First of all, it’s important to note that there is limited research supporting homemade or raw diets for dogs. While there seems to be plenty of anecdotal evidence supporting the benefits, there is little scientific research on this topic.

Fresh, frozen, and homemade food is also more expensive than many kibble brands. Making your dog’s meals from scratch offers the most flexibility in terms of price, but can be incredibly time-consuming. Whether you make a large batch of food and freeze it for the next few days or you put together a meal every morning, you’re looking at around one to two hours of labor each week when it comes to feeding your dog.

You can purchase pre-made fresh food in most pet stores, but this is often the most expensive way to feed your dog. If you prefer this route, Freshpet Healthy and Natural Dog Food is a trusted brand that makes fresh dog food.

While some people report health advantages of fresh dog food, you can easily cause nutrient deficiencies in your pet if you aren’t careful. Dogs have different nutritional needs than humans and require a specific combination of protein, carbohydrates, fiber, vitamins, and minerals to stay healthy.

According to PetMD, you should follow veterinarian-approved recipes if you are preparing your dog’s food at home. Straying from these recipes with even a single ingredient substitution “unbalances the diet and poses a risk for providing too much or not enough of one or multiple nutrients.”

Finally, using raw food in your dog’s diet can put both of you at risk of spreading bacteria and food-borne illnesses. The American Veterinary Medical Association actually recommends against feeding dogs unregulated raw diets and “discourages the feeding to cats and dogs of any animal-source protein that has not first been subjected to a process to eliminate pathogens because of the risk of illness to cats and dogs as well as humans.” The safest way to feed your dog raw meat is to speak with your veterinarian first.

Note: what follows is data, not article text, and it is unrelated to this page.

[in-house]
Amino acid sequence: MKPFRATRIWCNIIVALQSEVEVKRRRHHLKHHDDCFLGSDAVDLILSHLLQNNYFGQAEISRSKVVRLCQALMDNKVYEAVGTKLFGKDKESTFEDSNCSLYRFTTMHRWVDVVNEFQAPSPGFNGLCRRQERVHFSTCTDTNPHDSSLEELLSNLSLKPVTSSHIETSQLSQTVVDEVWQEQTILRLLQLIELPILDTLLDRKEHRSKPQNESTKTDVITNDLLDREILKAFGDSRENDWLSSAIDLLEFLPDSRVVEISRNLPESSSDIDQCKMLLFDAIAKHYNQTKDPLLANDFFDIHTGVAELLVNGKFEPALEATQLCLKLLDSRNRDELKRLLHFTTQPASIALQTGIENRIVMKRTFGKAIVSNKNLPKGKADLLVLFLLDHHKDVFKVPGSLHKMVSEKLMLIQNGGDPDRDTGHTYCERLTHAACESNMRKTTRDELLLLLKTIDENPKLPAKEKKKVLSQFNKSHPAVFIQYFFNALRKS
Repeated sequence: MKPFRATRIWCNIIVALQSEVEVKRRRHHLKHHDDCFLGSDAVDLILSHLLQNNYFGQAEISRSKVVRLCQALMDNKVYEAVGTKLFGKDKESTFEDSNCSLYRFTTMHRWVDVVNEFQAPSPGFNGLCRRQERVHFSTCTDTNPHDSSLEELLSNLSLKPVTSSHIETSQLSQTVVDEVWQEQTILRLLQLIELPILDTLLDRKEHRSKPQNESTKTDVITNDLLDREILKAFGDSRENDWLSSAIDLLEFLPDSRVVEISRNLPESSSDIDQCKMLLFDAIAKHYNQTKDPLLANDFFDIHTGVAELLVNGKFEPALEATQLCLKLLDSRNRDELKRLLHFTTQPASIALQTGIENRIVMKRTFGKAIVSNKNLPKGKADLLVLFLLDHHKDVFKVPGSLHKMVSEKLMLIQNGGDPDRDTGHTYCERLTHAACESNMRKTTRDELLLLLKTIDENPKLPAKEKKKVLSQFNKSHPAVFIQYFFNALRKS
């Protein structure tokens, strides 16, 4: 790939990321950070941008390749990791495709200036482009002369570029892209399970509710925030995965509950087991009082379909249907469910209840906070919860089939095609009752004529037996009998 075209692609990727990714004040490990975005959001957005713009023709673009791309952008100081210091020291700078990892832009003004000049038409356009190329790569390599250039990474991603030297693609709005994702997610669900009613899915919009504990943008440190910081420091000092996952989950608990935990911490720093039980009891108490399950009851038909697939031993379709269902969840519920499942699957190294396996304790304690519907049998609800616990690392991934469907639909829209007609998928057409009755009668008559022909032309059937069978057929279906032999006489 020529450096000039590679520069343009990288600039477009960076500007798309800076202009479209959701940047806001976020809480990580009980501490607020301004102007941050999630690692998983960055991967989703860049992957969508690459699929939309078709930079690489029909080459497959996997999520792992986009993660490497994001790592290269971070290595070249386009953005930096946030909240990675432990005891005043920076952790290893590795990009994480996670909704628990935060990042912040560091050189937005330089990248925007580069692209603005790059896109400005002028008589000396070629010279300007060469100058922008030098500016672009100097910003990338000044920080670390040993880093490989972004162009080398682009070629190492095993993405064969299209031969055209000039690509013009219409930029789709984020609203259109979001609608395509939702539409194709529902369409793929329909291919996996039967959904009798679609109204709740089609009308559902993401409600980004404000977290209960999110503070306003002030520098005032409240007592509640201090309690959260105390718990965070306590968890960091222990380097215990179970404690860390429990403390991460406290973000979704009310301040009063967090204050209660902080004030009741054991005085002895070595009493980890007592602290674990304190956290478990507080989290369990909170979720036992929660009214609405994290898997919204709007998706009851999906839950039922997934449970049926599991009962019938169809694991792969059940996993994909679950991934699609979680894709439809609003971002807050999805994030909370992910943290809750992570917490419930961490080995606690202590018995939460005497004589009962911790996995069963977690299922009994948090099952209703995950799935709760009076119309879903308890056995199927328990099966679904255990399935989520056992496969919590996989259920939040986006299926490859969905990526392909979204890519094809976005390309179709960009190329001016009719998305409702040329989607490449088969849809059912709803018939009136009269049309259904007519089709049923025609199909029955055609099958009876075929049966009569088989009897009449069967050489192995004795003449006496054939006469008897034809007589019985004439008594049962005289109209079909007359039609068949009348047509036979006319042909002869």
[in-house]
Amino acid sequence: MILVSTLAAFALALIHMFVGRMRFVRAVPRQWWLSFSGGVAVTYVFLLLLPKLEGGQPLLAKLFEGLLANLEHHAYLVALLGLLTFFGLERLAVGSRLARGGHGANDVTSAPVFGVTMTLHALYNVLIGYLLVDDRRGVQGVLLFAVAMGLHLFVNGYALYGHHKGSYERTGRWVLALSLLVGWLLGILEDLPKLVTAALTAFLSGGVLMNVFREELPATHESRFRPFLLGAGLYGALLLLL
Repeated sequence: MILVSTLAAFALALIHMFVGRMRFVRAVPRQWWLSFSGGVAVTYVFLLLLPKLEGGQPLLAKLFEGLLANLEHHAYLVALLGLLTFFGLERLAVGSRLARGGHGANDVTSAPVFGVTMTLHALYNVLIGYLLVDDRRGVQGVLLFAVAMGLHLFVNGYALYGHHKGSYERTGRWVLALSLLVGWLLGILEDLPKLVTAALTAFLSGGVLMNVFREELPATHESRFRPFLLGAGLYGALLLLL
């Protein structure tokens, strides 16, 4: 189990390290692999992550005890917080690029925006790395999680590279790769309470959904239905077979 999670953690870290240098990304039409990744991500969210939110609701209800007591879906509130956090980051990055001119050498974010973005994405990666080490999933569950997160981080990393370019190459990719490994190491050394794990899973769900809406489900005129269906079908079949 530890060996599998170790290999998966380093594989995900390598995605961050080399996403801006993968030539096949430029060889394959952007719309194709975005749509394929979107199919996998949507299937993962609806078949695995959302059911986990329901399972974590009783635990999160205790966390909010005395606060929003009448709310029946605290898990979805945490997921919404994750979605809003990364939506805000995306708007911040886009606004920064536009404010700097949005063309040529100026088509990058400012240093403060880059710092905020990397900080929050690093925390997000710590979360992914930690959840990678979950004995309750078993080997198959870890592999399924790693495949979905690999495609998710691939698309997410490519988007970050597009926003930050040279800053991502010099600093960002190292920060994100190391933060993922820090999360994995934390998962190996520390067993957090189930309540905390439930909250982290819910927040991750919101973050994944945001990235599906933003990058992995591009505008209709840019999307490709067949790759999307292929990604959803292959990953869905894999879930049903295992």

Raw and Natural Nutrition for Dogs by Lew Olson is a must-read for dog owners looking to ease off from kibble. It contains a plethora of information about the ideal canine diet and will help you understand how to give your dog the best nutrition. It also recommends specific diets based on your dog’s health needs, including tailored options for dogs with cancer, diabetes, and bladder problems.

Dry Food or Kibble

Someone offering a lab a bowl of kibble food.
Jaromir Chalabala/Shutterstock.com

Dry food, or kibble, is any type of dog food with a long shelf life. There are dozens of dog food brands, and within those, dozens of specially formulated dog food products. Freeze-dried dog food, which is less processed than kibble, also falls into this category.

The Pros of Dry Dog Food

A dog sits by a white container as someone gets kibble out of it

The two most compelling reasons to feed your dog kibble are its availability and price. Every pet store and most grocery stores carry at least a few bags of dry dog food. These also come in a wide range of prices, which is helpful for people who are on a tight budget when it comes to feeding their pets.